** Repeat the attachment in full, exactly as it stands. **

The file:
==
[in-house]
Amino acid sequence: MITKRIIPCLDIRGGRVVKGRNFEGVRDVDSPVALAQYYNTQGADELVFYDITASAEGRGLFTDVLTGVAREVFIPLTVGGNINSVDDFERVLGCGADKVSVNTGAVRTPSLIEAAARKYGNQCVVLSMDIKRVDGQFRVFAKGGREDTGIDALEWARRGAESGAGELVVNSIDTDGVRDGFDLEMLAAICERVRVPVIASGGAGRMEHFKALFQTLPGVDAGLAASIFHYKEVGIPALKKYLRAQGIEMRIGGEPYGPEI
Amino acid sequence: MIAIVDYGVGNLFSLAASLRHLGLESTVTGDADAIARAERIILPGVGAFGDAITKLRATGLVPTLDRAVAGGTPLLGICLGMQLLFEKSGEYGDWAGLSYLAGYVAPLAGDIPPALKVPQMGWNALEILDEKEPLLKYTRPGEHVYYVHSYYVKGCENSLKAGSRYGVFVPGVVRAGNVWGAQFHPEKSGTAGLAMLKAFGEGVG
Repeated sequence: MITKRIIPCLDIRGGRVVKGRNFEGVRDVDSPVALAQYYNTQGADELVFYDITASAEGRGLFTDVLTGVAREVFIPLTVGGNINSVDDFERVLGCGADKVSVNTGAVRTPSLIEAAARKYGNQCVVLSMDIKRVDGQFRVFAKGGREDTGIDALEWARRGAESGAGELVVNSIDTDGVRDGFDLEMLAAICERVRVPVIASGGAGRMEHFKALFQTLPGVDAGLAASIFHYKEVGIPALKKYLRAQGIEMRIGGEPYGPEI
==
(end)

[in-house]
Amino acid sequence: MITKRIIPCLDIRGGRVVKGRNFEGVRDVDSPVALAQYYNTQGADELVFYDITASAEGRGLFTDVLTGVAREVFIPLTVGGNINSVDDFERVLGCGADKVSVNTGAVRTPSLIEAAARKYGNQCVVLSMDIKRVDGQFRVFAKGGREDTGIDALEWARRGAESGAGELVVNSIDTDGVRDGFDLEMLAAICERVRVPVIASGGAGRMEHFKALFQTLPGVDAGLAASIFHYKEVGIPALKKYLRAQGIEMRIGGEPYGPEI
Amino acid sequence: MIAIVDYGVGNLFSLAASLRHLGLESTVTGDADAIARAERIILPGVGAFGDAITKLRATGLVPTLDRAVAGGTPLLGICLGMQLLFEKSGEYGDWAGLSYLAGYVAPLAGDIPPALKVPQMGWNALEILDEKEPLLKYTRPGEHVYYVHSYYVKGCENSLKAGSRYGVFVPGVVRAGNVWGAQFHPEKSGTAGLAMLKAFGEGVG
Repeated sequence: MITKRIIPCLDIRGGRVVKGRNFEGVRDVDSPVALAQYYNTQGADELVFYDITASAEGRGLFTDVLTGVAREVFIPLTVGGNINSVDDFERVLGCGADKVSVNTGAVRTPSLIEAAARKYGNQCVVLSMDIKRVDGQFRVFAKGGREDTGIDALEWARRGAESGAGELVVNSIDTDGVRDGFDLEMLAAICERVRVPVIASGGAGRMEHFKALFQTLPGVDAGLAASIFHYKEVGIPALKKYLRAQGIEMRIGGEPYGPEI